He won’t buy a book just because it has the word astonishing in the title, and he won’t buy the book if the author or publishing house uses the word to describe the book. It has to be said by a reviewer. Then he buys it.

It makes me wonder what has to be said about a church for someone to try it. Here’s a selection of words:

Riveting
Phenomenal
Staggering
Life-affirming
Remarkable
Stunning
Mind-blowing
Majestic
Epic
Extraordinary
Spellbinding
Authentic
Indescribable
Flabergasting
Glorious
Spectacular
Radical
Jaw-dropping
Awe-inspiring
A work of art
Intense
Monumental
Compelling
Breathtaking
Earth-shaking
Sensational
Magnificent
Moving

So what word are you looking for? What turns your head and turns you on? (Can we say “Shallow Hal”?)

Another question: what happens to a church that is trying to be one of these words, or some of these words, or (gasp) all of these words? What happens to “Ugly Betty” churches? Extreme makeover? Or extreme leftover?

Just been wondering. By the way, do any of these words describe your family? They don’t? And you still stay? I don’t get it.

Nothing but “little old ladies”

Erika Haub links to a post by William Willimon, “Divine Wisdom Among ‘Little Old Ladies'”.  This expresses my heart. There are no small people in the business of doing God’s will. Churches don’t have to wait to be something different than they are to be in the center of God’s will. They don’t have to have certain kinds of people with certain kinds of incomes and certain kinds of gifts and certain kinds of influence and certain kinds of looks and certain kinds of whatever.  Ain’t it grand!!!!!!!!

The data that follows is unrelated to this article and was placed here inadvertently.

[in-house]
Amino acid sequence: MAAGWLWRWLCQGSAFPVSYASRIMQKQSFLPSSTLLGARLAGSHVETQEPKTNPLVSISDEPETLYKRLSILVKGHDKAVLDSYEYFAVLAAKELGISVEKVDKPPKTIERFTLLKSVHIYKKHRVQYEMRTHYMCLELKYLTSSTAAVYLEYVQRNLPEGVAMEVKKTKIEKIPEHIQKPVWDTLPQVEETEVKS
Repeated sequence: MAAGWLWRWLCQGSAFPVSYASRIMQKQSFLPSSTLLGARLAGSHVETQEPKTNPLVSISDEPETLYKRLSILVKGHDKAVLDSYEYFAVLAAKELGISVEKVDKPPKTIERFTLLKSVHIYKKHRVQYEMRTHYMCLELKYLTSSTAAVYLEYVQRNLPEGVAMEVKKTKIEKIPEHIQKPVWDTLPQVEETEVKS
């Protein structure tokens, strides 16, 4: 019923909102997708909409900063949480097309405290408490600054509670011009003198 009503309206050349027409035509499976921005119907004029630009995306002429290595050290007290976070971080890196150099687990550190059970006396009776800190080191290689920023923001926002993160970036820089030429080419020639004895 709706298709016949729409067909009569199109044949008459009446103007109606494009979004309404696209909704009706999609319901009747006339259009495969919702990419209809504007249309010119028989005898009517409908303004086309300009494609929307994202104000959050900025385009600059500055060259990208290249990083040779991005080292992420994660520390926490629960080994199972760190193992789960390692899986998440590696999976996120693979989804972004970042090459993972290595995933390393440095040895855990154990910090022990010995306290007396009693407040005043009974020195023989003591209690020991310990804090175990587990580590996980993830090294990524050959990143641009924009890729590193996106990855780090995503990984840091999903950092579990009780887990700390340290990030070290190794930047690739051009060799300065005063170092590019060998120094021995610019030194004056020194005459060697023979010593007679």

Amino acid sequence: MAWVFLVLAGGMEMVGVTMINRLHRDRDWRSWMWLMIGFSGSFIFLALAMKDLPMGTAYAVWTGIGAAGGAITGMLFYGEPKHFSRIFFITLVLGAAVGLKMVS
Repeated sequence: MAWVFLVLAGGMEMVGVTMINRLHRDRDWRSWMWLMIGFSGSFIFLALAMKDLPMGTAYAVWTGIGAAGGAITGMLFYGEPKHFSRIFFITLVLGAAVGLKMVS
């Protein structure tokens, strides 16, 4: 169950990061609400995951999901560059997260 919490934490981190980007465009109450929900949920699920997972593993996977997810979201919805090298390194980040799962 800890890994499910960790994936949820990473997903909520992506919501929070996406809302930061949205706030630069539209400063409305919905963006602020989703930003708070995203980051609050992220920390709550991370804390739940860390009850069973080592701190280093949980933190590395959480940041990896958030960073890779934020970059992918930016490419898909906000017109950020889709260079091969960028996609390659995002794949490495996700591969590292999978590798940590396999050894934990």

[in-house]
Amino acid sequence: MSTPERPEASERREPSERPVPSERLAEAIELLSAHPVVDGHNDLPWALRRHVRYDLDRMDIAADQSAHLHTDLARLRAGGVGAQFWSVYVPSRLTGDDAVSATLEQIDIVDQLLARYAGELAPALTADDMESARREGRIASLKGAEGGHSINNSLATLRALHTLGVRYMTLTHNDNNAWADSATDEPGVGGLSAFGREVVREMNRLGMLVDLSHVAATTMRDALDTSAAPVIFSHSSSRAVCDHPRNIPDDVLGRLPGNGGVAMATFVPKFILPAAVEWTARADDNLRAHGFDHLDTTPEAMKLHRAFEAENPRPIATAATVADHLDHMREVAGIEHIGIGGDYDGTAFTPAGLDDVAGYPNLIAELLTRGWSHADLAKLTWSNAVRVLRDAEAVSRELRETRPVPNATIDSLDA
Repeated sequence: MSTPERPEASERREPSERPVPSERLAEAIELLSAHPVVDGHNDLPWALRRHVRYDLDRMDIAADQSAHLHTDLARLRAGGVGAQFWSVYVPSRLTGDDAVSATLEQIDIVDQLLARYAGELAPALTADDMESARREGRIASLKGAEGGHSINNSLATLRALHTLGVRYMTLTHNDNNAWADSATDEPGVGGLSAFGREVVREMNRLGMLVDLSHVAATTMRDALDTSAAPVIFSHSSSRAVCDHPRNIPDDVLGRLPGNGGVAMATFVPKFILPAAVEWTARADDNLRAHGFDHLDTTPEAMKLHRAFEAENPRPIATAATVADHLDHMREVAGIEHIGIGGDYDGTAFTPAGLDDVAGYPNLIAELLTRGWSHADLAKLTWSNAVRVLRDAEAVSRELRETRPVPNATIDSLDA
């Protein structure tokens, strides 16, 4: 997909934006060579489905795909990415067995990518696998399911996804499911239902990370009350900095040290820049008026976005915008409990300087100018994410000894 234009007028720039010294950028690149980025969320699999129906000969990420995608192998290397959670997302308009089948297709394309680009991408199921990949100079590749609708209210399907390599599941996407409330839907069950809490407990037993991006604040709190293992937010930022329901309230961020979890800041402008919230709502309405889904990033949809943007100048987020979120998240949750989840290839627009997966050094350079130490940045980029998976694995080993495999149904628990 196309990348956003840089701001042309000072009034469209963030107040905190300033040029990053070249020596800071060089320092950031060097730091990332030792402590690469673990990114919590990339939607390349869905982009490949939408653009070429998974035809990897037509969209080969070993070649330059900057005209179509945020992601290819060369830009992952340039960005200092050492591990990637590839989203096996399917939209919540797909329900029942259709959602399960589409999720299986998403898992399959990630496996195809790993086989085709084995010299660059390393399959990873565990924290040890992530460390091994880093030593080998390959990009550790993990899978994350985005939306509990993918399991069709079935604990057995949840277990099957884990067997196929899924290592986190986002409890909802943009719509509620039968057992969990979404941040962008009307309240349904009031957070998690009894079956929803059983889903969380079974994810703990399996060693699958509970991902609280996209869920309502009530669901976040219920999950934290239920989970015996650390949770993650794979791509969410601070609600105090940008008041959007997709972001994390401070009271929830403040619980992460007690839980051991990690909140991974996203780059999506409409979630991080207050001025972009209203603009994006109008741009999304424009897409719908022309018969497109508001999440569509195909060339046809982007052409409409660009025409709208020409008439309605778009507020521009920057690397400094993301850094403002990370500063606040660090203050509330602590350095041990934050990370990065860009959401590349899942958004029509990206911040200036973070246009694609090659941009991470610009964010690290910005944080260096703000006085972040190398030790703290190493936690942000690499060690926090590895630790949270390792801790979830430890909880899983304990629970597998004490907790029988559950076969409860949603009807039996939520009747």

The Good Shepherd – Movie Review

Edward Wilson, the only witness to his father’s suicide and member of the Skull and Bones Society while a student at Yale, is a morally upright young man who values honor and discretion, qualities that help him to be recruited for a career in the newly founded Office of Strategic Services (OSS, the predecessor of the Central Intelligence Agency). While working there, his ideals gradually turn to suspicion influenced by the Cold War paranoia present within the office. Eventually, he becomes an influential veteran operative, while his distrust of everyone around him increases to no end. His dedication to his work does not come without a price though, leading him to sacrifice his ideals and eventually his family. The movie revolves around the advice given to him by a veteran spy, “Get out while you still have a soul.”

This movie is based on the real life character of James Angleton, who co-founded the CIA. His secret weapon is silence. He watches and listens but reveals little. But his secrets are a weapon turned against his own soul. He must not say, reveal, let on. No one can get inside him.

I think we all find this true of ourselves. Our secrets are turned against us. I am not talking primarily about our secret sins. I am referring to the things we believe, value, wish, desire and hope. If we spoke these things it would be like declaring to the world how far short we have fallen, how far away we are from the land to which he had hoped to travel. These things spoken then turn to taunt us. Often we are cowards who do not have the courage to live out of God-given abilities to see possibilities and then pursue them.

And so we watch life, see and do the ordinary – but keep our mouths shut about how we wanted (and want) it to be. We will talk, but not about hope. We will reveal but not about wishes. We will turn our conversation to the things here and now but not to the “what if’s” and the “maybe’s.”

I hope you can tell someone your secret. There is probably someone(s) who would want to help.